With Gabrielle Giffords by his side, Ron Barber told a packed room of supporters Saturday that he'll need all their help to win the special election to complete her term.
"This is not going to be an easy election," Barber said to the crowd of about 400 people. "We believe we are going to have a very strong contender on the Republican side. We expect outside groups will come in and try to get this seat."
Though he's running unopposed in the Democratic primary and has Giffords' endorsement for the seat she stepped down from in late January, Barber is bracing for a stiff challenge from whoever emerges from the field of four Republicans.
Saturday's event - highlighted by Giffords' surprise appearance - capped off a week that had the man who never planned to run for office in full campaign mode.
Giffords asked Barber, her longtime district director, to run to complete her congressional term in District 8 after she resigned to focus on her recovery from being shot in the head Jan. 8, 2011. Barber, 66, was also seriously injured that day, taking bullets to the check and groin.
Giffords remains in Houston for therapy, and when she entered the room at Lodge on the Desert Saturday, the surprised crowd rose to its feet and cheered enthusiastically.
"Thank you very much," she said before sitting beside her husband, Mark Kelly. She did not take the podium to speak but Kelly did, recounting how Barber was the first person on Giffords' campaign in her initial run for Congress in 2006.
"Ron was behind Gabby 100 percent from the beginning," Kelly said, "and Gabby and I are going to be behind Ron 100 percent."
As the only Democrat running, Barber will avoid the rigors of a contested primary campaign and vote, which for Republican candidates Frank Antenori, Jesse Kelly, Martha McSally and Dave Sitton is scheduled for April 17.
Many pundits believe Giffords' endorsement makes Barber a favorite in the special election because of the good will she's earned in the community. But the candidate and his team aren't taking that for granted.
"We have a toss-up district and we expect a competitive race," said Barber spokesman Rodd McLeod, who worked on Giffords' campaigns in 2006 and 2010 and filled in for Barber while he recovered from his wounds.
Republicans dismissed the idea of letting Barber be a caretaker and waiting for the November election to choose Giffords' successor. They say Barber must prove he's the right person to represent the district in these tough economic times.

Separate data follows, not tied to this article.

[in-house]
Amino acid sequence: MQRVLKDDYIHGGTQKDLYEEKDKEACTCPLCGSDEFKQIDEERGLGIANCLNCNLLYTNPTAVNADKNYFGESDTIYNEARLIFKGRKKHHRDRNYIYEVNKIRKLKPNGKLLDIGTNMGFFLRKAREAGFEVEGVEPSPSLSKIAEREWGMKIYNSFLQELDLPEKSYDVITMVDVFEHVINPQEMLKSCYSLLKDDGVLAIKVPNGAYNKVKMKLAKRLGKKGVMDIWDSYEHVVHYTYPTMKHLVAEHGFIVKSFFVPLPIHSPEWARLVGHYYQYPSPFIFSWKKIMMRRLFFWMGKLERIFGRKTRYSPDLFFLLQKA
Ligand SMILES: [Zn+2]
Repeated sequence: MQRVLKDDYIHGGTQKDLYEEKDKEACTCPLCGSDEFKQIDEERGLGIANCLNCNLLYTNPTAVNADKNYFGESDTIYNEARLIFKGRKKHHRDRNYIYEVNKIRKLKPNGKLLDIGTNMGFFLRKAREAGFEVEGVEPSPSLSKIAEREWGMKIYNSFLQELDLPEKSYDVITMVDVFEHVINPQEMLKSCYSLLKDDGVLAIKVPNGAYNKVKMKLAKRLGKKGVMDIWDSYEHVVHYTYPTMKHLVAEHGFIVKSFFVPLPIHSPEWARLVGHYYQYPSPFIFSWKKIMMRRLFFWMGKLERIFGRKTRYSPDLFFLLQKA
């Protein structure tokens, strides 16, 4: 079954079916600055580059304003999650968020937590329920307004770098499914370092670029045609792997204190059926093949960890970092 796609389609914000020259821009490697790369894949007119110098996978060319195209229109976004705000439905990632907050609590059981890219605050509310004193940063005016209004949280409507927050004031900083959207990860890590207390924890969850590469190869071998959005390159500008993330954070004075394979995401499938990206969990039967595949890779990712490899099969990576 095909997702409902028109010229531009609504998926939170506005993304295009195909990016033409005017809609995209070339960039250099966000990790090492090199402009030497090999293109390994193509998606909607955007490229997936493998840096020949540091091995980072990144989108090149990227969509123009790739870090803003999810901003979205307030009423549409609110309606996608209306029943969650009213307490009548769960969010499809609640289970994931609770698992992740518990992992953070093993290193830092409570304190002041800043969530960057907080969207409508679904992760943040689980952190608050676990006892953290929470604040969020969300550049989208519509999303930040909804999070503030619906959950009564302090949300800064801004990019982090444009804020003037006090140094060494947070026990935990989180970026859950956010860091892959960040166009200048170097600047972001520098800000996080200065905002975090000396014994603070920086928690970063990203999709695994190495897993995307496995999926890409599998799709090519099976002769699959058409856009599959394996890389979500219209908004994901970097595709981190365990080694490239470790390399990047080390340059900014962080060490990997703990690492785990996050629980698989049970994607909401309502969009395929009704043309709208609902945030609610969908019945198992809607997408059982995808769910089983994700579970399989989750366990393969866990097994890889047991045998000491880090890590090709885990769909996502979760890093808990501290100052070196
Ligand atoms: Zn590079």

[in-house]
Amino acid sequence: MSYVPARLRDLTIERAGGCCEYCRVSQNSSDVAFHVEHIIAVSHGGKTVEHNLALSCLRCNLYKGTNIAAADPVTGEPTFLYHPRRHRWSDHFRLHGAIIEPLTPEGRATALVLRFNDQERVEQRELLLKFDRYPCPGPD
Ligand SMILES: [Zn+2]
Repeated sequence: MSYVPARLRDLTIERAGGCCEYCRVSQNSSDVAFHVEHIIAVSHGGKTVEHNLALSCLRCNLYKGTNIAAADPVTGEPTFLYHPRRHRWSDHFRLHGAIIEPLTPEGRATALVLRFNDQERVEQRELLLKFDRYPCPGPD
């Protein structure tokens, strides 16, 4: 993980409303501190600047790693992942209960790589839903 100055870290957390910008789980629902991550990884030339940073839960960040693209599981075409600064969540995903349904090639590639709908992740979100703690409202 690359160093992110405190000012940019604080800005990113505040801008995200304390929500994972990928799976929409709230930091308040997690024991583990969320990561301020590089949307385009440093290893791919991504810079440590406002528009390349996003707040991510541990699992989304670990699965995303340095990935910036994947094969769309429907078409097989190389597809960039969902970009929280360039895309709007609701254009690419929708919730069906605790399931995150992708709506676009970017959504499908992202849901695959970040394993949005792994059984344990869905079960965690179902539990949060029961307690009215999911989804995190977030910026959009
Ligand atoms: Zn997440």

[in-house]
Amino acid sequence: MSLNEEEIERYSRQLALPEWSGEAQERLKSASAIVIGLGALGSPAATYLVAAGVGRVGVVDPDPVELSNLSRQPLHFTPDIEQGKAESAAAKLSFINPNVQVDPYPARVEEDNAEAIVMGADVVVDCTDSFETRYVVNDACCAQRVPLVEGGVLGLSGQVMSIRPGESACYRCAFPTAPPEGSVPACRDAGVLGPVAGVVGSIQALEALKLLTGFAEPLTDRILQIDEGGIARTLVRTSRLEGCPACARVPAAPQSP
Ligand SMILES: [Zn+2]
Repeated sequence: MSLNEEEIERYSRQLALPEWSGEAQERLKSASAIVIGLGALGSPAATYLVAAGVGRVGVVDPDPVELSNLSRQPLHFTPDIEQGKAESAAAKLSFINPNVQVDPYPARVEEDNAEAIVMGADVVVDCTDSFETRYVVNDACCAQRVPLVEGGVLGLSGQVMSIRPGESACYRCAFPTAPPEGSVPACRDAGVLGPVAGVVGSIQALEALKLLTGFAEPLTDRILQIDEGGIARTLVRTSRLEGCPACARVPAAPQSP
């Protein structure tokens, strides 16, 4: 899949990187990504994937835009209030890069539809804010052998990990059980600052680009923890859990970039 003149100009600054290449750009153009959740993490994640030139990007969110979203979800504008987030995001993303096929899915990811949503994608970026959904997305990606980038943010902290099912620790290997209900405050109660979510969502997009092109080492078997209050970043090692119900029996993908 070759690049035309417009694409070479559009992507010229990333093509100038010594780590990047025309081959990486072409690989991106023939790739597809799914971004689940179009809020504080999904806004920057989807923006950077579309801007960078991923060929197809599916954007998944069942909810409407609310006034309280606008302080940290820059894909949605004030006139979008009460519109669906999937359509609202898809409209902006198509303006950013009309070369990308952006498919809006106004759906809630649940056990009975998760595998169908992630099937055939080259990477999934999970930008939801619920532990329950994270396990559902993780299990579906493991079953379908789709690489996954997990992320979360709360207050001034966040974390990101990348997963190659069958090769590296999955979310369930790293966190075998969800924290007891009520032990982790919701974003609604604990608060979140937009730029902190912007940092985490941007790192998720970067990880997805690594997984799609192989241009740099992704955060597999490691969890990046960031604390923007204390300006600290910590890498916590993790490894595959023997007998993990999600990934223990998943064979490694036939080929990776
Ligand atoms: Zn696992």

"Southern Arizona wants real representation, not a place holder," said Daniel Scarpinato, spokesman for the National Republican Congressional Committee. "Voters also want the chance to make a decision and have a choice; that's what an election is all about."
Asking for help
Barber has not yet decided if he'll run for a full term in the new Congressional District 2 later this year, but he's emphatic that he's no place holder. He said he wants to be a voice for Southern Arizona.
"I want to make sure this seat continues to be represented in a way that Congresswoman Giffords represented it," Barber said. "We need people to try to bring voters together to try to solve problems."
He's been traveling throughout CD 8, which covers a large chunk of Southeastern Arizona, asking for help, be it money, time or advice, McLeod said. Barber was in Green Valley Friday, in Tucson on Saturday and is to be in Cochise County today and Monday.
On Tuesday, he was in Washington D.C. at a fund-raising event hosted by House Minority Leader Nancy Pelosi, D-Calif., and attended by Rep. Raúl Grijalva, D-Ariz.
"Ron is not a politician, he's not someone who has spent his life preparing to run for office," McLeod said. "So this has all come on pretty suddenly."
Democratic political analyst Tom Volgy believes Barber is a heavy favorite in the special election. Voters appreciate Giffords' decision to step down, and they will support Barber because she endorsed him and he represents her policies, Volgy said.